Views: 4 Author: Site Editor Publish Time: 2018-03-21 Origin: Site
As with any industry just getting off the ground, cannabis is ripe with possibilities for innovation. Cannabis companies are turning to various associations and conferences to seek solutions and share ideas.
The variations in state regulations can be a boon for innovation, as ways of accommodating those rules can lead to new solutions. For instance, smell-proof packaging was a challenge in the early days of cannabis production. Many overseas packaging suppliers had products that failed to contain the cannabis smell. Further compounding the issue was that the cannabis smell becomes stronger the higher the quality and concentration. Cannabis producers sought out packaging suppliers at trade shows to find suppliers willing to work with them to develop higher quality bags that could contain the odors.
Child-proof packaging is currently a major focus for industry innovation. Some companies are experimenting with containers that have combination locks that are web-enabled and connected to physician’s offices. This innovation has implications for the pharmaceutical industry as well. Other child-proof packaging ideas are also being explored.
Edibles are often cited as the fastest-growing market with the most potential, but food processors manufacturing cannabis-infused candy, soda, baked goods, etc., are presented with a special challenge of keeping the innocuous-looking packages and products out of the hands of children, seniors and pets.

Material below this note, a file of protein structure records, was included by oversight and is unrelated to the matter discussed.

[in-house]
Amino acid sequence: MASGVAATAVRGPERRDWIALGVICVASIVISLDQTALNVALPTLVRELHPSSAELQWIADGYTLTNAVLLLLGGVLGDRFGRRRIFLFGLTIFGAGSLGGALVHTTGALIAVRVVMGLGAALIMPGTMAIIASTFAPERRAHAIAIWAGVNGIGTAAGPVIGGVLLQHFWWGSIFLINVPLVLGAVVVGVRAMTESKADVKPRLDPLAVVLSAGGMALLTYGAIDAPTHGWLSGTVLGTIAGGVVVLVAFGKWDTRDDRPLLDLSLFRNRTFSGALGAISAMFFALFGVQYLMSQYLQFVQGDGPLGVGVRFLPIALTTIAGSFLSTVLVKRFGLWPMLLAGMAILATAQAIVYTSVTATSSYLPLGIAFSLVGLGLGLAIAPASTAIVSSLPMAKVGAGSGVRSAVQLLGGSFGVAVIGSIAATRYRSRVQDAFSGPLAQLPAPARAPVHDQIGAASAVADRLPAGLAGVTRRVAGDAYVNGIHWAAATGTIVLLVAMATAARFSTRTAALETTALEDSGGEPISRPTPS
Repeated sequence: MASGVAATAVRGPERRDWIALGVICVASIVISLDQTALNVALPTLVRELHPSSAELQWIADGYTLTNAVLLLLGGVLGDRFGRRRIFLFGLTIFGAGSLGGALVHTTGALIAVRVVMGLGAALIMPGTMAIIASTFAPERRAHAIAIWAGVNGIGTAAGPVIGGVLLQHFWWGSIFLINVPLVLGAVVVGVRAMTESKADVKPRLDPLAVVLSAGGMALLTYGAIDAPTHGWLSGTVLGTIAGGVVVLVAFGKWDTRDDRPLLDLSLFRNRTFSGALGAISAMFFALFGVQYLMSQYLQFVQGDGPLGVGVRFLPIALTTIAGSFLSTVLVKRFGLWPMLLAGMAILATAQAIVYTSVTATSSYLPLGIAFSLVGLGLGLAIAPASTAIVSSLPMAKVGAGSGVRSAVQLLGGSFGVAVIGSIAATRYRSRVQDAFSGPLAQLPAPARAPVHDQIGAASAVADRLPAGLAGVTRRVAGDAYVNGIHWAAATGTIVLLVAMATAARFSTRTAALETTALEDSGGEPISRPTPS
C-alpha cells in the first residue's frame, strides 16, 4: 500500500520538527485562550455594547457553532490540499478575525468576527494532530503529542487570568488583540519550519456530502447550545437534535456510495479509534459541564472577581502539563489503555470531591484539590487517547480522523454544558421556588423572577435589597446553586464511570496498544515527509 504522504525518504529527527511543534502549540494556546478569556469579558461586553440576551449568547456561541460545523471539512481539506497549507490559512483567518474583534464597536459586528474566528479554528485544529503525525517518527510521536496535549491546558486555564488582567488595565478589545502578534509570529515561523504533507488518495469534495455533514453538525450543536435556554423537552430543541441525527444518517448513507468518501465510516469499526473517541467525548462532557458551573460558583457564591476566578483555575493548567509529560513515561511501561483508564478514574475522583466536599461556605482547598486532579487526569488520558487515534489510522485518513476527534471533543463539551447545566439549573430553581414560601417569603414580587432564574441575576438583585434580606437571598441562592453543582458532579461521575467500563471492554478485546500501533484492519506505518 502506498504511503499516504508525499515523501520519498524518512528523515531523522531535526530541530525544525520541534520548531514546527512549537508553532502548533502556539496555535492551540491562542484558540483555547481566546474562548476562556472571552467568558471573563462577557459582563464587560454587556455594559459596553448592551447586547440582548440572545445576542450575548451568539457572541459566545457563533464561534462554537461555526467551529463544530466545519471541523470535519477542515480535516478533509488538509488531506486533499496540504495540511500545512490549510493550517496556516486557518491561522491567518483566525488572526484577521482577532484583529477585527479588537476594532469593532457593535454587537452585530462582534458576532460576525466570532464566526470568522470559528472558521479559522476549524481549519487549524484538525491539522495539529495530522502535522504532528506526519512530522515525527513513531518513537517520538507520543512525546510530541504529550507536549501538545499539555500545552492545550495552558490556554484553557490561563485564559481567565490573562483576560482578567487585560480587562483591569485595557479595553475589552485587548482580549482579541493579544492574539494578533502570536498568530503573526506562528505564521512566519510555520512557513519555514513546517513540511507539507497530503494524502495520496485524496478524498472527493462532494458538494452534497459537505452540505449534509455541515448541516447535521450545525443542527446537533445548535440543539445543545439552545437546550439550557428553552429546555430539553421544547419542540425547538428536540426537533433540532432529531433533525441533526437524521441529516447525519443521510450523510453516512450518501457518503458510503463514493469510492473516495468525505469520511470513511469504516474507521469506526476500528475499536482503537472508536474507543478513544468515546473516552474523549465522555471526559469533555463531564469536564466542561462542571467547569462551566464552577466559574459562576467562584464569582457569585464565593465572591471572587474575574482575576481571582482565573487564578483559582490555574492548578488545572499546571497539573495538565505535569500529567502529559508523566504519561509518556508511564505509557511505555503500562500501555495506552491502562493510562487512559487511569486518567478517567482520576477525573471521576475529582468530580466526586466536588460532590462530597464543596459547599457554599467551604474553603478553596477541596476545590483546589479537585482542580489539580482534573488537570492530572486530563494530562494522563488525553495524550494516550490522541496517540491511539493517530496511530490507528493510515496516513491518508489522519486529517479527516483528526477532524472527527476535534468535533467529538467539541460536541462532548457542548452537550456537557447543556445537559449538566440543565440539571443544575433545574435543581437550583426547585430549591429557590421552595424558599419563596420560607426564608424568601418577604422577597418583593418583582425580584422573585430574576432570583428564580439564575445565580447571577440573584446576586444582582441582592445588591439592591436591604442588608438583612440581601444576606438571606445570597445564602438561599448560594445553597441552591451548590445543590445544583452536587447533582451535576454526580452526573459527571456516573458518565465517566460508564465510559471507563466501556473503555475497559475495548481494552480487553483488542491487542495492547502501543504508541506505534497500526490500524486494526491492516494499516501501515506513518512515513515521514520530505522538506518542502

On the processing side, some companies are struggling with production of vape pen cartridges, which account for approximately 30% of cannabis sales. Recent research revealed that the propylene glycol (PG) liquid that cannabis oils are suspended in when put in vape pens may cause “popcorn lung” if used over a long period of time, such as for patients using marijuana for chronic pain management. There is major concern among cannabis producers that PG may be banned in some states in the future, and they have begun looking for alternative suspension systems for delivery of the cannabis oil.
Cannabis companies also want to find ways to automate manual cultivation and for machinery that aids in detecting and eliminating contaminants on the plant. Better, faster CO2 extraction equipment is also in demand, but industry experts are unsure whether this technology will become more widely accepted.